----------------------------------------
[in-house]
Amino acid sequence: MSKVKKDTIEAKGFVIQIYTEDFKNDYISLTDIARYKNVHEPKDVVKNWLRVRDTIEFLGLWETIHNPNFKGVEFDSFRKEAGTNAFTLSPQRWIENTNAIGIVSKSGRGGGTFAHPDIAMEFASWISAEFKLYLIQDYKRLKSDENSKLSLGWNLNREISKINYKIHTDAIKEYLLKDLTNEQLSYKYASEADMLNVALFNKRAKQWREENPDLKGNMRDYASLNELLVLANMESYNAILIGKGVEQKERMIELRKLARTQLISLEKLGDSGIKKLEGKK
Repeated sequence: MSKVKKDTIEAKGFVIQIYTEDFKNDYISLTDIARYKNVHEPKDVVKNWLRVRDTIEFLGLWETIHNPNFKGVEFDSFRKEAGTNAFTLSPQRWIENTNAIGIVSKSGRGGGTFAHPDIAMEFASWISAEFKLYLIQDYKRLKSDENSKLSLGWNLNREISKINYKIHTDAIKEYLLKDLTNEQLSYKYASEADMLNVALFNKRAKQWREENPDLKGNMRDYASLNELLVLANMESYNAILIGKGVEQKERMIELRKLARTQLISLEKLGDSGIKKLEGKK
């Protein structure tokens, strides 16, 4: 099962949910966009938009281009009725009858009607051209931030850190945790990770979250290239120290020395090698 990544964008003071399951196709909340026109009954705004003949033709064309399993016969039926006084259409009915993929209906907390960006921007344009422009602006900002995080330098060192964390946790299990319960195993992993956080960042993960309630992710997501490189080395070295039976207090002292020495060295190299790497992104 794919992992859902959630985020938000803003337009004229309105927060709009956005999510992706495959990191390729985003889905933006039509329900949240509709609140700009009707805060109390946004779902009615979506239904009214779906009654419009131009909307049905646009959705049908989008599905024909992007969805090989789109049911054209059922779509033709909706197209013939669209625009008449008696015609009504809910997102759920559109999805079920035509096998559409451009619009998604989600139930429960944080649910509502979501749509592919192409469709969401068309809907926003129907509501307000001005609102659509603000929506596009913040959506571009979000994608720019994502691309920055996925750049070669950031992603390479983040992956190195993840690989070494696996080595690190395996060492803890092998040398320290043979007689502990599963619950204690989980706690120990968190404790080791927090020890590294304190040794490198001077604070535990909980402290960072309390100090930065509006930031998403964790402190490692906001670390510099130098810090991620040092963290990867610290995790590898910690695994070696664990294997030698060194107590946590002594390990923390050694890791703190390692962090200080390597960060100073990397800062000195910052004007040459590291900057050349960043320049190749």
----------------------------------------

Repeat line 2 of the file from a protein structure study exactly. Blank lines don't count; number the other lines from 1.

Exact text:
Amino acid sequence: MSKVKKDTIEAKGFVIQIYTEDFKNDYISLTDIARYKNVHEPKDVVKNWLRVRDTIEFLGLWETIHNPNFKGVEFDSFRKEAGTNAFTLSPQRWIENTNAIGIVSKSGRGGGTFAHPDIAMEFASWISAEFKLYLIQDYKRLKSDENSKLSLGWNLNREISKINYKIHTDAIKEYLLKDLTNEQLSYKYASEADMLNVALFNKRAKQWREENPDLKGNMRDYASLNELLVLANMESYNAILIGKGVEQKERMIELRKLARTQLISLEKLGDSGIKKLEGKK